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Zap CVS Tree

Zap's source tree is maintained under CVS, a version/revision control system which lets multiple developers work on one source tree fairly easily. Access to the CVS tree is available through two methods: firstly, via a web gateway which lets you browse the tree, and secondly through CVS pserver. Write access is only available to main Zap developers at present; if you want to contribute material, send it to one of us (if you start sending lots of useful stuff you'll be a main developer by default, and we'll give you write access).

The files in the CVS tree are stored using Acorn's method for storing filetypes under NFS, namely as <filename>,<filetype> where the filetype is a three digit hex number with lower case letters. The RISC OS CVS port will handle this translation automatically, as will RISC OS NFS clients (allowing the files to reside on a UNIX machine).


People with the ability to run CVS can access the Zap tree through CVS's remote access system, called 'pserver'. The details are:

Quick guide to using CVS and pserver:

cvs -d :pserver:[email protected]:/home/cvs login

Prompts you for the password (anonymous). You only need to do this once on most systems, because CVS will remember your password.

cvs -z6 -d :pserver:[email protected]:/home/cvs checkout zap

Checks out a complete copy of Zap. From then on, within the directory structure that it creates, you don't need to specify the -d option - it will remember the CVS root you are using. Note that the entire tree is quite big - it includes various extensions as well as Zap itself. If you just want part of it, a list of modules is available below.

Note that this will always give you the unstable (development) release of Zap.

cvs -z6 -d :pserver:[email protected]:/home/cvs checkout -r TAG zap/!ZapSource

As above, but checks out a copy of Zap with tag TAG. See below for more information - a tag will be created for each stable release, for bugfixes.

cvs -z6 update

Brings your copy of the source in line with the latest version on the server. This will use whatever tag you specified when checking out the source.


The HEAD (what you get when you check out without a tag) is the development version. This hasn't always been the case, so there is some muddling in some modules (particularly the Zap core source).

There are a whole bunch of other useful modules, as well. In general, individual parts of Zap will live within sources, dists or docs, depending on their purpose. Anything else at the top level of the Zap module is probably not used to build the distribution - individual maintainers' notes on progress, and so on.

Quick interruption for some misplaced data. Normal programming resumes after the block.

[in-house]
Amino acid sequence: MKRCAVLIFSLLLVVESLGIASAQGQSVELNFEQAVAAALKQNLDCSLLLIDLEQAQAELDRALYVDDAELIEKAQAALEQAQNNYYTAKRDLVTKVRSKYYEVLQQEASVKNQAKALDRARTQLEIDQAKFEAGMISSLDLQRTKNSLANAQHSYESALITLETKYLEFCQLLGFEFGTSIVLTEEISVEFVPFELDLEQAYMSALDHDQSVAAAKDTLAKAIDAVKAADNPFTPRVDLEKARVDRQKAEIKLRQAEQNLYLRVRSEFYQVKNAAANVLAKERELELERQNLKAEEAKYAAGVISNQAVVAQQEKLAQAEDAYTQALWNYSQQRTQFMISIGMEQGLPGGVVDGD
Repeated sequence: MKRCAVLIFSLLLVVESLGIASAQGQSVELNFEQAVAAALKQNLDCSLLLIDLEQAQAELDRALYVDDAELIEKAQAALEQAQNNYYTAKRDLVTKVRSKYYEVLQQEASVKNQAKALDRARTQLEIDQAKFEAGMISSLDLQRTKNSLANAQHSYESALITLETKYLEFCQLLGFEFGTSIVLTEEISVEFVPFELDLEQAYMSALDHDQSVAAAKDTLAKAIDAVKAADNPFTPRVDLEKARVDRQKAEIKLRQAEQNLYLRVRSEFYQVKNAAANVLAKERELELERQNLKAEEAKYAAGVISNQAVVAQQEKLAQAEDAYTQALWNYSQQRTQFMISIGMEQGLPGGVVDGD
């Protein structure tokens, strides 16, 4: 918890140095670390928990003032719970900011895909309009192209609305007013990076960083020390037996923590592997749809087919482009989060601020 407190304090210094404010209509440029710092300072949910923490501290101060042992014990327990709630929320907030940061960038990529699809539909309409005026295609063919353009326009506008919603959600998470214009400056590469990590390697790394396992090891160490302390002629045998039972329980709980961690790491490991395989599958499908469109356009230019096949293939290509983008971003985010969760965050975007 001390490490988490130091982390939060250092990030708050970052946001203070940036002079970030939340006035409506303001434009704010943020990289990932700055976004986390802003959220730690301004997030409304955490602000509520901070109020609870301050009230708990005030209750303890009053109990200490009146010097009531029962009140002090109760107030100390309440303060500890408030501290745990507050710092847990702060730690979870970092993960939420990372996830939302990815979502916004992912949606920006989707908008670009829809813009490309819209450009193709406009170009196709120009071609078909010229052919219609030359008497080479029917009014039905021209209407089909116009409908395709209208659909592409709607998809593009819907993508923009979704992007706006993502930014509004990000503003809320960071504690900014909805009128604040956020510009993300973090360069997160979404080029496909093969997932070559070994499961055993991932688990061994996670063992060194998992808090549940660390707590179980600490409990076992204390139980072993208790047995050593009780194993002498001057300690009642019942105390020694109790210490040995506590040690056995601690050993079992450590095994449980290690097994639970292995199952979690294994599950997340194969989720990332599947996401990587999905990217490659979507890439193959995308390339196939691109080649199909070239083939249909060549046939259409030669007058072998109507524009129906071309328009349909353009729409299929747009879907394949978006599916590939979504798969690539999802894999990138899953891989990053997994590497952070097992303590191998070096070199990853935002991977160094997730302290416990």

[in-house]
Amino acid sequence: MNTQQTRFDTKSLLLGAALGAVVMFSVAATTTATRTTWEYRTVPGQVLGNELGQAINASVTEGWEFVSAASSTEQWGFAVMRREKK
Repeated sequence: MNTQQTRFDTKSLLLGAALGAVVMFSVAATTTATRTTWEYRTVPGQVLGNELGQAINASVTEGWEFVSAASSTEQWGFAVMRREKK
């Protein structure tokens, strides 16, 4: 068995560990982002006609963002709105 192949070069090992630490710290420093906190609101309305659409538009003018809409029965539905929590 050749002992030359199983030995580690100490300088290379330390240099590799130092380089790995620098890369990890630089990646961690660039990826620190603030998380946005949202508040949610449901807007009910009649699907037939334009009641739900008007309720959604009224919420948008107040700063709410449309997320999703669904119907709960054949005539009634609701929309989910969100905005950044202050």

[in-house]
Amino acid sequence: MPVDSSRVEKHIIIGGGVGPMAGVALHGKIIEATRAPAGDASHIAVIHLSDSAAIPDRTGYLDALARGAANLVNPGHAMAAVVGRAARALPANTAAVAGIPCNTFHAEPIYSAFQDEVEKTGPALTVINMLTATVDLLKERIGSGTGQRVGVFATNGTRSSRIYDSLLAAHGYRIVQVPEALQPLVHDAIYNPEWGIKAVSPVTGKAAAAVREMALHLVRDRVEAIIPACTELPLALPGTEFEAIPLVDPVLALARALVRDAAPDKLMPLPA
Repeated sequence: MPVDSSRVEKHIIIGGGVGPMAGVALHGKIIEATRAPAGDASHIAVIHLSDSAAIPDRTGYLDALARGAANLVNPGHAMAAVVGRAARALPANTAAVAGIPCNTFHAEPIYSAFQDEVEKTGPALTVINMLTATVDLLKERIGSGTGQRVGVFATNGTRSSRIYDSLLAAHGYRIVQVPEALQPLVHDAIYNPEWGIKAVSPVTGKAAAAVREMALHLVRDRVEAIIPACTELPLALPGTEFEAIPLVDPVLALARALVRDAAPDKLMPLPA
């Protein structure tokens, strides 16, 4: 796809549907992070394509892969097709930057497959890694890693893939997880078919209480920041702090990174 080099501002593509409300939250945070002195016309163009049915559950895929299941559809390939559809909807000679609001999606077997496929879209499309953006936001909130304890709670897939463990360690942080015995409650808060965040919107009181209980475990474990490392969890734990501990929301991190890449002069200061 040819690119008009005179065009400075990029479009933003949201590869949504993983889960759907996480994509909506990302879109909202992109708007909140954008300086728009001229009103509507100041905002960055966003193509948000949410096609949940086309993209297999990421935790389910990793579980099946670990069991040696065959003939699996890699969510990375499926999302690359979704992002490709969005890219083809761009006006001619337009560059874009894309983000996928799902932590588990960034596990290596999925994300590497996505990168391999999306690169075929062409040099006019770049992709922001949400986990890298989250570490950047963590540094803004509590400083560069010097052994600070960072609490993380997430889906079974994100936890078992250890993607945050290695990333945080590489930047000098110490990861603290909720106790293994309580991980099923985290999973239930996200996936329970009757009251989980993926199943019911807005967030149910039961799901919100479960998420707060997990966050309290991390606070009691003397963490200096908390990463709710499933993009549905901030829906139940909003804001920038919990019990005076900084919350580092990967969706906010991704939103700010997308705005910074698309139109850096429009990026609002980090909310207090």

The main Zap source code.
ZapRedraw source.
ZapBASIC source code.
Zap command extensions source code.
ZapConfig source code. (Currently not up to date with Zap.)
Zap's documentation.
James Aylett's notes on current progress / future ideas. This includes the known bug and wish lists

Building Zap

Makefiles are provided to build Zap using either amu/objasm/link or make/AS/drlink under RISC OS. In addition, tools for building the main Zap code under Unix (using make/AS under unix/drlink under unix) are available.

Building using Acorn tools

There are two ways of building Zap using the Acorn tools. The first is more automated, but the second is the prefered system. You will need objasm v3.06, link v5.06 and amu v5.02 (earlier versions may work as well).

  1. Double click on !Zap.!Makefile. This runs two separate Makefiles to build Zap.
  2. From a taskwindow, while in the !Zap directory, run amu. This will build Zap with the standard build name (to get another build name, use amu BUILD=foo or amu BUILD=foo-42).

    The amu Makefile actually has a number of different targets. The following are available:

Building using free RISC OS tools

Again, there are two ways of building Zap using the free RISC OS tools. You will need AS v1.30, drlink v0.30 and make v1.02 (earlier versions of AS almost certainly won't work; get the latest version from Darren's website). The others are available from UK Mirror's HENSA archive.

  1. Double click on !Zap.!MakeAS. This doesn't always work, and the second method is better anyway.
  2. From a taskwindow, while in the !Zap directory, run make -r -f MakefileAS. This will build Zap with the standard build name (to get another build name, use make -r -f MakefileAS BUILD=foo or make -r -f MakefileAS BUILD=foo-42).

    The AS Makefile actually has a number of different targets. The following are available:

Building under Unix

There is only one method for building under Unix. You will need AS v1.30, built for your Unix, available in your path as as_ro, drlink v0.3.4, built for your Unix, available in your path as link_ro, perl v5, sed v2.05 and make v3.76.1. Perl is available from; sed and make are available from The FSF (though try the sources for your districution first). as_ro can be built from the source, or we can supply it pre-built for ELF i386 linux; link_ro can probably be supplied pre-built for ELF i386 linux on request, but we do not have permission to distribute the source code. (Alternatively, if you have access to ARM's development kit, you can hack data/unix/Makefile to use that instead; you'll need to change the asm, link, asmflags and linkflags variables in the makefile, near the bottom of the [System] section.)

The command to run, from within the !Zap directory, is make -f data/unix/Makefile. This gives the default build name; you can use make -f data/unix/Makefile BUILD=foo and make -f data/unix/Makefile BUILD=foo-42 as above.

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Updated: 2006/03/26 19:33:52. [email protected]
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